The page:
THE rate of unauthorised absences in lessons in schools across Warrington has risen ‘significantly’. 

Since the pandemic, The Association for School and College Leaders has said attendance is ‘one of the biggest challenges’ schools must face, with several complex factors contributing to the problem. 

Department for Education figures show 62,000 of 3.4million school sessions were missed without permission by pupils in Warrington. 

It meant children in the area had an unauthorised absence rate of 1.8 per cent. 

Children are expected to attend both morning and afternoon sessions during the school day. 

In the 2018-19 spring term, the unauthorised absence rate was one per cent, meaning it has increased by 80 per cent during the coronavirus pandemic. 

Meanwhile nationally, 2.3 per cent of pupils missed school without permission in the spring, almost double the 1.2 per cent who were absent from lessons in 2018-19. 

Every area in the country has seen the rate of unauthorised absences rise by more than 30 per cent since 2018-19. 

Julie McCulloch, director of policy at the ASCL, said mental health issues, a lack of support for children with SEND and the cost-of-living-crisis are all factors of the rise in school absences.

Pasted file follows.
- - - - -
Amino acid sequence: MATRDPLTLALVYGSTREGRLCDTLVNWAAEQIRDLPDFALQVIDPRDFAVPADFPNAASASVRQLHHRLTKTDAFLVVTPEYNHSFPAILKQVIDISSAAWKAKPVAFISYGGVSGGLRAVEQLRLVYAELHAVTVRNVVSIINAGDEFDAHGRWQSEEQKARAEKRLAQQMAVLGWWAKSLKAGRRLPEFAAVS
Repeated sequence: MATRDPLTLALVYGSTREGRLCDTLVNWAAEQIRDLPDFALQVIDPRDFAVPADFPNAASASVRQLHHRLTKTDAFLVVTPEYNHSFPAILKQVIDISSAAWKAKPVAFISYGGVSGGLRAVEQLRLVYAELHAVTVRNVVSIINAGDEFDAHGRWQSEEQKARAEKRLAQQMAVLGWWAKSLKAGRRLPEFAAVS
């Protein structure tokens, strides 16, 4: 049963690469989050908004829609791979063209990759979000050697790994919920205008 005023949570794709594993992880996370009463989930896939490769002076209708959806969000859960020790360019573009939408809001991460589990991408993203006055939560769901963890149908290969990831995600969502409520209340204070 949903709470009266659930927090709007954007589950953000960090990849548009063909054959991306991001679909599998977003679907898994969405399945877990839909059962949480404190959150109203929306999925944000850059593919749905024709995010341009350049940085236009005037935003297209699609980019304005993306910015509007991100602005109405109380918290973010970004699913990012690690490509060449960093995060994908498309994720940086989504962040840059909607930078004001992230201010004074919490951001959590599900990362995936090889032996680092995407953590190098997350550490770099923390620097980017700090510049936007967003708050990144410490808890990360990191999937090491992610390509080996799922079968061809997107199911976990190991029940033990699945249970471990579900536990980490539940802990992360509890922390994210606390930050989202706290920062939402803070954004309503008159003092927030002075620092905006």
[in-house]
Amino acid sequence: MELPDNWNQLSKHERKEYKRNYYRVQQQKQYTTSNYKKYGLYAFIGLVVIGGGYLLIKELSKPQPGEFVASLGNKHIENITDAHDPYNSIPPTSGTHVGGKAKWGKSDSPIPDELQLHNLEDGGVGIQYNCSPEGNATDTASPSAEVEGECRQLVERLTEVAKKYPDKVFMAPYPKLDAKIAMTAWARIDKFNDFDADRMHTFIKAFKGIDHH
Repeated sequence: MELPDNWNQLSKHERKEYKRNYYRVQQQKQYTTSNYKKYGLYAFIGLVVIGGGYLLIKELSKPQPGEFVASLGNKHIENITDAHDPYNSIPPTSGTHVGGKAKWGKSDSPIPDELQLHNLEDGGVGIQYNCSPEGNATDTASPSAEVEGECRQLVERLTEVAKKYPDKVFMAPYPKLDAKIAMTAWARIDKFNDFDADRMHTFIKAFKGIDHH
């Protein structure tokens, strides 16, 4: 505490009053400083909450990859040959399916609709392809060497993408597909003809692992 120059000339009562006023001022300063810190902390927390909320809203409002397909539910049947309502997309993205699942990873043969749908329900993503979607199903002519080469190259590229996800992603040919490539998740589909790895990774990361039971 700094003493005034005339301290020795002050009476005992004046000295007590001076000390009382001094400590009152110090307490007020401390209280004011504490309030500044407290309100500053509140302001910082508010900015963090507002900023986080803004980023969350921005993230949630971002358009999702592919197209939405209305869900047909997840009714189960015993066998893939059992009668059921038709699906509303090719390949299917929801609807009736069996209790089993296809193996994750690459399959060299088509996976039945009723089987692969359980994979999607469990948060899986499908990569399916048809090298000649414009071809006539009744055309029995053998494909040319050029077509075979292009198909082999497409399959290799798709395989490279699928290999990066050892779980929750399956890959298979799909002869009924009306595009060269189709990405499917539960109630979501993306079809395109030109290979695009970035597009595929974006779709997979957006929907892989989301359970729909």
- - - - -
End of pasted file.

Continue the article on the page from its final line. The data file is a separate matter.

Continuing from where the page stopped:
"It will take concerted government action to address these issues, all of which are linked to high levels of pupil absence, and ensure all children are getting the support they need at the right time,” she said. 

In Warrington, 200,000 school sessions were missed in the latest spring term. 

A Department for Education spokesman said: "The vast majority of children are in school and learning, and we are taking action to increase attendance because it is vital for a child’s education, wellbeing and future life chances. 

"We have expanded our attendance hubs, which will support over 400,000 pupils across 14 hubs and provided a toolkit for schools about communicating with parents on this issue. 

"Our mentoring programme, delivered by Barnardo’s, sees trained mentors work directly with 1,665 persistently and severely absent children and their families to understand and overcome the barriers to attendance and support them back into school."